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This paper focuses on analyzing the interactions emerging between users in online communities. Network utility maximization and other methods can be used to achieve efficient designs when the communities are composed of compliant users. However, such methods are not effective and efficient when the communities are composed of intelligent and self-interested users (multimedia social communities, social networks etc.), because the interests of the individual users may be in conflict. In our prior work, we designed social reciprocation protocols by assuming a stationary community in which a continuum population interacts. We proved that given these assumptions, users have incentives to voluntarily operate according to pre-determined social norms and provide services. In this paper, we extend this study to analyze the interactions of self-interested users under a social norm in an online community of finite population and without making stationary assumptions about the community. To optimize their long-term performance while operating in the community, users adapt strategies to play their best response based on their knowledge by solving individual stochastic control problems. The best-response dynamic introduces a stochastic dynamic process in the community, in which the strategies of users evolve over time. Understanding how a community responds to incentives in the long- term provides protocol designers with guidelines for designing social norms in which no user will find it into its self-interest to adapt and deviate from the prescribed protocol. This will, in turn, influence the evolution of the community and induce the emergence of cooperative behavior among users, thereby maximizing the optimal social welfare of the community.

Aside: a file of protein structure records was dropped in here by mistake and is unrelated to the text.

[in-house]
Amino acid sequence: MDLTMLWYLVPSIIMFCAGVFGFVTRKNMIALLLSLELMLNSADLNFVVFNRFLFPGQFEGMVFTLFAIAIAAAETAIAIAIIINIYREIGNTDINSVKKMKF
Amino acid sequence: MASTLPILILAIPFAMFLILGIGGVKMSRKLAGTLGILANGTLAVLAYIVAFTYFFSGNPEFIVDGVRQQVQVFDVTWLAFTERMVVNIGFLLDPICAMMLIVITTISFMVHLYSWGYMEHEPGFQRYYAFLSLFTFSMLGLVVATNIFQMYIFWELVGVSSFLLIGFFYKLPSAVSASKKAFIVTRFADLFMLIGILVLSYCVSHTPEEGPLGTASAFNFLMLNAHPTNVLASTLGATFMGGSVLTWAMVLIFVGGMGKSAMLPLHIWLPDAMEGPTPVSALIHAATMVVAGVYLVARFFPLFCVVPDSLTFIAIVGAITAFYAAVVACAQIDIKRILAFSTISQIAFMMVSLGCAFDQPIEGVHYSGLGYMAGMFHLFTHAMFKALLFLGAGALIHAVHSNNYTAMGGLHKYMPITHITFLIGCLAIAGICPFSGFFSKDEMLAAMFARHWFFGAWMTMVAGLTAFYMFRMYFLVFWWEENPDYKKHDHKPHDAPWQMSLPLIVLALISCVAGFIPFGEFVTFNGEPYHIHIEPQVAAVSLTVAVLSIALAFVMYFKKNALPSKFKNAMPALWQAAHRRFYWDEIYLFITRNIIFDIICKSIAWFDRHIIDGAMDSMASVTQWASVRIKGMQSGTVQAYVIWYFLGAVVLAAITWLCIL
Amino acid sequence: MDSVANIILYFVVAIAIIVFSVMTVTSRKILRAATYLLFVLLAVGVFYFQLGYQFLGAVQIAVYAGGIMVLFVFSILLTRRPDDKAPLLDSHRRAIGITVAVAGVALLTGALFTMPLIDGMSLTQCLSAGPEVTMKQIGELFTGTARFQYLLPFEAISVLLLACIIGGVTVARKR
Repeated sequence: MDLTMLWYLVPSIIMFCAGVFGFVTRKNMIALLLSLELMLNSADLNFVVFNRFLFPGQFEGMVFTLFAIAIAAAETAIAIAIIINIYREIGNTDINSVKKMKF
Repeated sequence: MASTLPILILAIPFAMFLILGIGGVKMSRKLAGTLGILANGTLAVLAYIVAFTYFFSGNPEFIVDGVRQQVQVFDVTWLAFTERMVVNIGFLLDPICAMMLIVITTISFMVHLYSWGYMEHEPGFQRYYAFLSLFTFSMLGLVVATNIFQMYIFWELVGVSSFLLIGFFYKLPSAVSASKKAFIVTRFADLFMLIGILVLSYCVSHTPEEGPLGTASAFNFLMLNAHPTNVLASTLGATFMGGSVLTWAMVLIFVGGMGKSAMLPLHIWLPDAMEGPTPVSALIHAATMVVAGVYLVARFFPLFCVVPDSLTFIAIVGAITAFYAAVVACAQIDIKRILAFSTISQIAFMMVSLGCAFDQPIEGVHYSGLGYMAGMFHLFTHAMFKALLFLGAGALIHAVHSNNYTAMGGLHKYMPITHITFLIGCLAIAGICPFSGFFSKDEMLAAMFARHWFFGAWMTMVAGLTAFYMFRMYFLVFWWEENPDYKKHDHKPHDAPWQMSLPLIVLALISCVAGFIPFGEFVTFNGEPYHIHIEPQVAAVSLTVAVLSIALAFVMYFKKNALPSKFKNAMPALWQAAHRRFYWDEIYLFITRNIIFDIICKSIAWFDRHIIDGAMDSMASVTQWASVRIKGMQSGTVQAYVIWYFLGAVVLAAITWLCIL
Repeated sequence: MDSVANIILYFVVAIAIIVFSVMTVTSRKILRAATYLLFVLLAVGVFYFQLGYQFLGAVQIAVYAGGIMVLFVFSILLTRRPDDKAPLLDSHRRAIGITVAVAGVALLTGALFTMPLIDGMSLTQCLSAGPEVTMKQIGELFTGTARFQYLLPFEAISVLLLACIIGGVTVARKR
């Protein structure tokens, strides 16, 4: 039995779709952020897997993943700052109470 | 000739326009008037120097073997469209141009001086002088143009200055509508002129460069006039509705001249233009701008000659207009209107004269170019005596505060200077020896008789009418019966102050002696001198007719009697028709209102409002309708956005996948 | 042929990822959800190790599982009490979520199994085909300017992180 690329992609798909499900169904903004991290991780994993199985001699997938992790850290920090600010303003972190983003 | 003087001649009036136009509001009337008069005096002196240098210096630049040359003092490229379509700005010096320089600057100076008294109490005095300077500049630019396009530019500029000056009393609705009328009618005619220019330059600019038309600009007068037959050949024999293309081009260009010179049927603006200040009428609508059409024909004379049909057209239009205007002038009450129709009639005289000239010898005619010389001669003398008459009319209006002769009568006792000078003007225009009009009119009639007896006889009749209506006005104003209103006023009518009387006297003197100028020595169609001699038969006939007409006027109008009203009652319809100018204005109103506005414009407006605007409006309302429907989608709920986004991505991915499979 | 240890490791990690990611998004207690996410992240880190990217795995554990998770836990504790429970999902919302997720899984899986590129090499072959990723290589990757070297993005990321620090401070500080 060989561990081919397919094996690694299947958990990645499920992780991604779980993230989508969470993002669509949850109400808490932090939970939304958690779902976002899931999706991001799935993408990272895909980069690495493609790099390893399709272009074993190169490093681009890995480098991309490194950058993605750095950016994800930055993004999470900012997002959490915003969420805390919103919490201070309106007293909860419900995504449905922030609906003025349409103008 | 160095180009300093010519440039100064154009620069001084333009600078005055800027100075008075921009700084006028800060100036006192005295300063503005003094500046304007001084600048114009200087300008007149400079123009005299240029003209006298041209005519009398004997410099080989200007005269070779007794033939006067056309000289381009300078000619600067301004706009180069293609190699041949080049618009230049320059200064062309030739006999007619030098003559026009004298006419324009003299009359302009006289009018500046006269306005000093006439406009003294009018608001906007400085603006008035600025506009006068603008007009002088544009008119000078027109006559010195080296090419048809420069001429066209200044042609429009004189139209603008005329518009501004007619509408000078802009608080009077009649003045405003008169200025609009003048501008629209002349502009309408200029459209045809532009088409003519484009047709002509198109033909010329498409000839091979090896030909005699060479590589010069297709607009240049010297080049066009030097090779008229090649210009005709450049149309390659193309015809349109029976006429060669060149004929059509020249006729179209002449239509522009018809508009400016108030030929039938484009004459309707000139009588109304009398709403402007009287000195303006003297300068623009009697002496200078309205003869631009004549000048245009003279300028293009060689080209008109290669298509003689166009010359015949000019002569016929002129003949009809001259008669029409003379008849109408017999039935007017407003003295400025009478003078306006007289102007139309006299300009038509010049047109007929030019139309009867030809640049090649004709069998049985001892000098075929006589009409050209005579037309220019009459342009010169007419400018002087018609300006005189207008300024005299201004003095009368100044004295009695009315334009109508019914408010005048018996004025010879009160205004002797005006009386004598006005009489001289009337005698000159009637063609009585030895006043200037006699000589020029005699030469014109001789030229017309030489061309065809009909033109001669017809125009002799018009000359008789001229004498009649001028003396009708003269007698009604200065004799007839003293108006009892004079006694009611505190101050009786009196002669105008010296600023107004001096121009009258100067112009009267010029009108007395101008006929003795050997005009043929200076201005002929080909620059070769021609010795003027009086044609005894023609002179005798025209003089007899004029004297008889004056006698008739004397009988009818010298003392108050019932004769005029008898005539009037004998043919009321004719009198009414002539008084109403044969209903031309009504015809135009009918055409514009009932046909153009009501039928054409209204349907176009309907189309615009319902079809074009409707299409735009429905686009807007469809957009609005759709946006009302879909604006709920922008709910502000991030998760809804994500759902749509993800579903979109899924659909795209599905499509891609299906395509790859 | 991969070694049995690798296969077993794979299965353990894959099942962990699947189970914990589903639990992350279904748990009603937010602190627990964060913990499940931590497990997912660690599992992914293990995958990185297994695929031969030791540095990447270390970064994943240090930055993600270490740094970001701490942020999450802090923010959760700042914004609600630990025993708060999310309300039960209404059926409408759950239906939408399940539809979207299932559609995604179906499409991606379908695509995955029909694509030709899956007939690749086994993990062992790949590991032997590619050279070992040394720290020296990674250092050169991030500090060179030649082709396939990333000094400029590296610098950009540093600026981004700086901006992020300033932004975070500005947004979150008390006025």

Date of Conference: 28-30 Sept. 2011